Tuesday, October 30, 2012

Resultant Property: Innovation

Goal-driven migrants pounce on loopholes in immigration control technology to achieve, first, entry, and then, second, legitimate (legal) status by whatever means (recall c1, d1, d2, e2 and f2 in Figure 11).  


Whether as fulfillment of demand for highly docile and tractable labor or as willing victims providing continuing business to facilitating organizations, migrant utilizers at both destination and source states continue to flaunt migration rules backed by an impotent legal framework.  Innovation inevitably translates to overstaying longevity (recall Gandi/Textbox 2) or emboldened disregard of the State's rules (recall Doble-doble/Textbox 1).



It is the suppression of this continuing innovation that is targeted by the APCCRS  strategies including, mainly, the fortification of immigration control technology, strengthening of the legal framework, the enforcement of compliance by migrant utilizers.

Moreover, it is similarly the innovation of these individual components, reacting to separate stimuli (wholly or partly unrelated to migrant illegality itself), that brought these constituting parts into their current configuration and relational schematics that, in turn, form the resultant properties of the migrant illegality whole.  One example of these lower-level innovation instances is, as I discuss in the section on ethnic pockets, how the legal framework adopted various types of resident statuses for Koreans in Japan in its attempt to either keep them at arm's length or achieve their full societal integration.  Still another example is how Japan's immigration control processes "anonymously" acquiesced to the changing activities of migrants applying for the same entertainer visa category(the official definition of which remained unchanged), beginning with established musicians playing instruments and ending with supposed prostitution and a host of other alleged illegal activities.



GO TO:  Resultant Property:  Value Negotiation

Thursday, October 25, 2012

Resultant and Emergent Properties of Migrant "Illegality"

Following my discussion of Emergence in Critical Realism, here below are the theorized resultant and emergent properties of migrant "illegality."

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In the next paragraphs I will argue that the consistently decreasing numbers of overstayers reported by the government of Japan is the effect of its suppressant strategies on the resultant properties of migrant illegality.  Decreasing numbers of overstayers give no indication of the robustness of migrant illegality as seen in its emergent properties which are sustained by, actively thrive and re-interact with its own constituting parts.

In the critical realist theory, the concept of emergence plays a central role in its view of reality as ontologically autonomous (Lopez 2003, p.77), that is, that which makes reality persistently more than what we attempt to know of it is its continuous generation of various permutations at multiple levels.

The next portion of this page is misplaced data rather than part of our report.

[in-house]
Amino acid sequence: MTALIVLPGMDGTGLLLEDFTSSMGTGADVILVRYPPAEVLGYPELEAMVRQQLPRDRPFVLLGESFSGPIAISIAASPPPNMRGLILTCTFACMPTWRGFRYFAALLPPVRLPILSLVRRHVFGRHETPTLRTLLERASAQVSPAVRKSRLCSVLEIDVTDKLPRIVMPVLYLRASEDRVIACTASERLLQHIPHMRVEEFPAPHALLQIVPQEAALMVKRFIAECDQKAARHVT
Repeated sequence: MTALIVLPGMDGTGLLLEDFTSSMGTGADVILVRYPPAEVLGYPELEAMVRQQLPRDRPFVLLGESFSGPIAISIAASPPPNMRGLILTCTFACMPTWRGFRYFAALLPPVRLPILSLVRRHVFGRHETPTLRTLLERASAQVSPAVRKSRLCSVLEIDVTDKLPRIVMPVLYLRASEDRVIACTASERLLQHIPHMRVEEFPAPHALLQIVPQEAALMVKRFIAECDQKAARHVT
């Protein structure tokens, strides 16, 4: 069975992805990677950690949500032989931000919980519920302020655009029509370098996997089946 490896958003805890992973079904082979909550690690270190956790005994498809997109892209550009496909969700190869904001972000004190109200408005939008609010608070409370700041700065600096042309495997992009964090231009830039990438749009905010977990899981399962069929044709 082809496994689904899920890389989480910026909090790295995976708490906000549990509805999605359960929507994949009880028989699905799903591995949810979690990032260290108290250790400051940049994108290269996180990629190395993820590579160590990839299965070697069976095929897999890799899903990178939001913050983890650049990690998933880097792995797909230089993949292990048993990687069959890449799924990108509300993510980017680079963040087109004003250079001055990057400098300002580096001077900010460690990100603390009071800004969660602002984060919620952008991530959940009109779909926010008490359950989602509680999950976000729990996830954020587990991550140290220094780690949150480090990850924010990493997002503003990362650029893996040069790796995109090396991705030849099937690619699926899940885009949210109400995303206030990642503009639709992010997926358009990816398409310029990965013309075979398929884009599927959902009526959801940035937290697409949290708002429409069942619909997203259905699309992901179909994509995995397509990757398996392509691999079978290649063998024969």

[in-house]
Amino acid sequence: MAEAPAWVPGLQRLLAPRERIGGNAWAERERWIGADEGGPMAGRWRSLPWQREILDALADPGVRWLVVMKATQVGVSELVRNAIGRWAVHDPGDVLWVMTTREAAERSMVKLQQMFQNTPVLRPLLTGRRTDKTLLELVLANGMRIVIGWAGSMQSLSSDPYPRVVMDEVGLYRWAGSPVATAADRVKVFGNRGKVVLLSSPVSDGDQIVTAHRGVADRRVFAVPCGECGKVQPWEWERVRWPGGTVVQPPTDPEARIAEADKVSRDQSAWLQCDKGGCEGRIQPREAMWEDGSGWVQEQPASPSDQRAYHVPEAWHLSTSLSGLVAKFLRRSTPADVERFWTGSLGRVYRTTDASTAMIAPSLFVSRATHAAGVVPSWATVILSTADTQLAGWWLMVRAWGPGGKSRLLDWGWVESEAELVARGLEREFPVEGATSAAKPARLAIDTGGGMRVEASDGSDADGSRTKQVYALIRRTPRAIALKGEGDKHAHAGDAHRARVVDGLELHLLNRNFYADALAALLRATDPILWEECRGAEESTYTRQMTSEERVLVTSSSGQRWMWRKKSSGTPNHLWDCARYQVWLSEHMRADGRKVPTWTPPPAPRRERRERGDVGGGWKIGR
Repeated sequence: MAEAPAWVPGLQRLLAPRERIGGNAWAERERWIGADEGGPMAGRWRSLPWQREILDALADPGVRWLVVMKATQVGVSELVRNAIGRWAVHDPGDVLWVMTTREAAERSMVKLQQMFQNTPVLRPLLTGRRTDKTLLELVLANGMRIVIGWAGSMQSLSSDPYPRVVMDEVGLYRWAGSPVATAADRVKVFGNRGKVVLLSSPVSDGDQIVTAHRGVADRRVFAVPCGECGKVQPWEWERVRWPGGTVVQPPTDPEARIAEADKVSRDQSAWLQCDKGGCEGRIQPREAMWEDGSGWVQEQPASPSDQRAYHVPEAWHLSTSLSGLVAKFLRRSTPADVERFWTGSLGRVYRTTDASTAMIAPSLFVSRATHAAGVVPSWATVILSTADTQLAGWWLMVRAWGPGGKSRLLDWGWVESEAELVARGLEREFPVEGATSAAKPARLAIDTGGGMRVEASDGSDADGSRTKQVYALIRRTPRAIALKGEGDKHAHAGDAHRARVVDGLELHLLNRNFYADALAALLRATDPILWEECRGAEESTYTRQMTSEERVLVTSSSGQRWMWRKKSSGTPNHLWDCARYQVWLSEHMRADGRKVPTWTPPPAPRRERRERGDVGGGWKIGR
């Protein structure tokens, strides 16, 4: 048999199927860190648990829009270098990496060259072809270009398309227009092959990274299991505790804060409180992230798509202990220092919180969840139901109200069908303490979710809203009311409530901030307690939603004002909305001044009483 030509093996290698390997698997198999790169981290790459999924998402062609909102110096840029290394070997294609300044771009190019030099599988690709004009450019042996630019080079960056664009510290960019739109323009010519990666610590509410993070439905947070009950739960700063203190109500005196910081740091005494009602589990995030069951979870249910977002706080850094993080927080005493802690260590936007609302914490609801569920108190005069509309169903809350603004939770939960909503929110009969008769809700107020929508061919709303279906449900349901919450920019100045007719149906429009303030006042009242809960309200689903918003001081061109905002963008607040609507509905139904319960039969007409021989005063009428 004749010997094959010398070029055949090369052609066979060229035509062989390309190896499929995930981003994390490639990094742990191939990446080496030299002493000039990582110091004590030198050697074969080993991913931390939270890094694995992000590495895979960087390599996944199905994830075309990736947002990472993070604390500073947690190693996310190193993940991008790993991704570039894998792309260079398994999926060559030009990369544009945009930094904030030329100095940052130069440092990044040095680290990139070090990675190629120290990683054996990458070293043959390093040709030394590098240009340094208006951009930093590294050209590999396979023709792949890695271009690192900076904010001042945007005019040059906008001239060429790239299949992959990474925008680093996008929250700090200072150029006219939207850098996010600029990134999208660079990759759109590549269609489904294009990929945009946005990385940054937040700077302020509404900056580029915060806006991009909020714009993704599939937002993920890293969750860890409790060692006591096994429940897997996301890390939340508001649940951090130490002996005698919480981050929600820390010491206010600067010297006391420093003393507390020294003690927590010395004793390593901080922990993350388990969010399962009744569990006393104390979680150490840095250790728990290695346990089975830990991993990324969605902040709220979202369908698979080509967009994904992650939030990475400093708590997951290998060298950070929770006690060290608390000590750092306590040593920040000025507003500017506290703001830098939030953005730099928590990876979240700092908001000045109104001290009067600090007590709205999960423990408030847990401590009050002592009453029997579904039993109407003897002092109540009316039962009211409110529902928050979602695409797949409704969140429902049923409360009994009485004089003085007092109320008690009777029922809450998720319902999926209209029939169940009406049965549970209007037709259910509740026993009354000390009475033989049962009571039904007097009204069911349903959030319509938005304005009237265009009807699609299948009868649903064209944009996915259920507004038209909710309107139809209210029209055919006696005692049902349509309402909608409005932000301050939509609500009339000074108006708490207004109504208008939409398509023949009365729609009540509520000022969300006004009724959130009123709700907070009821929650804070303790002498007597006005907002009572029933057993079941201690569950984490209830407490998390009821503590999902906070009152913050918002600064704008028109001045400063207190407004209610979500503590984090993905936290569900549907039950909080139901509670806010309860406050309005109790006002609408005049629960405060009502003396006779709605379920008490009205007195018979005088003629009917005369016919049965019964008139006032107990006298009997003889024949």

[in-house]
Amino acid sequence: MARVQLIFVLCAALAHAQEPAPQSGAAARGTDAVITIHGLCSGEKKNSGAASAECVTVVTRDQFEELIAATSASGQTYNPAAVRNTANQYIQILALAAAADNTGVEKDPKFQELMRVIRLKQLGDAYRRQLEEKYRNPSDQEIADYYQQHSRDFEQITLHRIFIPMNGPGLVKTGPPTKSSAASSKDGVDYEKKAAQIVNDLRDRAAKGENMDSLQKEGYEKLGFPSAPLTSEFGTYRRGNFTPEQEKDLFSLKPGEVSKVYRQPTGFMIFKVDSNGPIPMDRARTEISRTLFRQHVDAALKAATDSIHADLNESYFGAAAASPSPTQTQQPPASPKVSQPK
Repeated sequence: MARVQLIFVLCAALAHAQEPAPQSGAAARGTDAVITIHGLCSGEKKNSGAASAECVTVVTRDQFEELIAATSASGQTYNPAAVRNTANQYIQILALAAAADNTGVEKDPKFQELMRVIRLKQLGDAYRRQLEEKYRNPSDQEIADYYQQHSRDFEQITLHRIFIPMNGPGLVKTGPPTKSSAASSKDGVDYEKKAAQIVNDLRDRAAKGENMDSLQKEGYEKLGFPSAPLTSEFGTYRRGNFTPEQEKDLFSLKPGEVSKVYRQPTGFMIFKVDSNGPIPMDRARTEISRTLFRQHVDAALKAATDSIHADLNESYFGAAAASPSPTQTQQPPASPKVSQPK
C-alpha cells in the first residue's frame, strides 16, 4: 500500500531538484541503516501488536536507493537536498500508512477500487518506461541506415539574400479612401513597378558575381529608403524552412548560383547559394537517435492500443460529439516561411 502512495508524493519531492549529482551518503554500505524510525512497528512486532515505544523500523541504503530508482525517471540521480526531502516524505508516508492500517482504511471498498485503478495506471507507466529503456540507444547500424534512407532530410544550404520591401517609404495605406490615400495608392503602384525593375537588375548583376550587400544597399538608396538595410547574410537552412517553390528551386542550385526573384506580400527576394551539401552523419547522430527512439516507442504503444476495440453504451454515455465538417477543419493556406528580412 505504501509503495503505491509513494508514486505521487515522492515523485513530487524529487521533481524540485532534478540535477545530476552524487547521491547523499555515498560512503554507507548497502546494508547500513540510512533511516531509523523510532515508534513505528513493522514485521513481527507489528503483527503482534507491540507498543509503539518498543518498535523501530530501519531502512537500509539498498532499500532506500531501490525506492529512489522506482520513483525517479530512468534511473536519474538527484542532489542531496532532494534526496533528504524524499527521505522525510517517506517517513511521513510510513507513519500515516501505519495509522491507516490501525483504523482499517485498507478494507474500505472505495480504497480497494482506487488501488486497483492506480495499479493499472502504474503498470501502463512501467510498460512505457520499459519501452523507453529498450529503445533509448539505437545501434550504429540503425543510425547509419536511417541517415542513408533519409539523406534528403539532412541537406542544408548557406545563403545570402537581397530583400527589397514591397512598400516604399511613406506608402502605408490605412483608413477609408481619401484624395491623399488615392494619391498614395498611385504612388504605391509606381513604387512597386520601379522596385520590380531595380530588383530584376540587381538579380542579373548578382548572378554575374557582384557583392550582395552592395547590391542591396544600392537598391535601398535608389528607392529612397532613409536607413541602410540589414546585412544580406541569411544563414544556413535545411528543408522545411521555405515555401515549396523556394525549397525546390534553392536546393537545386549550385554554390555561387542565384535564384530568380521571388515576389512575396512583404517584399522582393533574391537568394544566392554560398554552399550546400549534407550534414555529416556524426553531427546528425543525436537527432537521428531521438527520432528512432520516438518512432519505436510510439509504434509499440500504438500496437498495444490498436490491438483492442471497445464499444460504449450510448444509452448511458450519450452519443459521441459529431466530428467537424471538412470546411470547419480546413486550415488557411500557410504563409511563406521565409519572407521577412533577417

The process and the result of this emergence is described as at once cumulative and synergistic – that “the operations of the higher level cannot be accounted for solely by the laws governing the lower level in which we might say the higher level is rooted and from which we might say it was emergent.” (Bhaskar 2008, p.113).

I thus apply emergence to help elucidate what I describe to be two of the resultant and three of the emergent properties of migrant illegality:  the former describing its cumulative or aggregative nature drawn from its component parts and the latter describing what has resulted from the synergy of its component parts.  The possibility of the more which the critical realist concept of emergence enables moves me to qualify that while my description of these five theorized properties of migrant illegality is drawn from the Empirical (what I observed – as I cite case snippets and other bases of my observations) that this may only be a subset of the Actual (what may be in addition to what I observed) and thus all my arguments will be describing, if at all,  only a part of what is Real (the Empirical and Actual and all other future emergent combinations) (Bhaskar 1975, p.13 cited in Collier 1994, p.34).  

Elder-Vass (2010) defines an emergent property as "one that is not possessed by any of the parts individually and that would not be possessed by the full set of parts in the absence of a structuring set of relations between them" and a resultant property as "properties of a whole that are possessed by its parts in isolation, or in an unstructured aggregation."  Properties then of a migrant illegality whole arising from the particular ways immigration control technology, the migration legal framework, compliant migrant utilizers, migrant productivity, collaboration with foreign entities, geographic focus, and blocking of housing access interrelate may be specific only to the migrant illegality or in both migrant illegality and each of these seven component parts individually.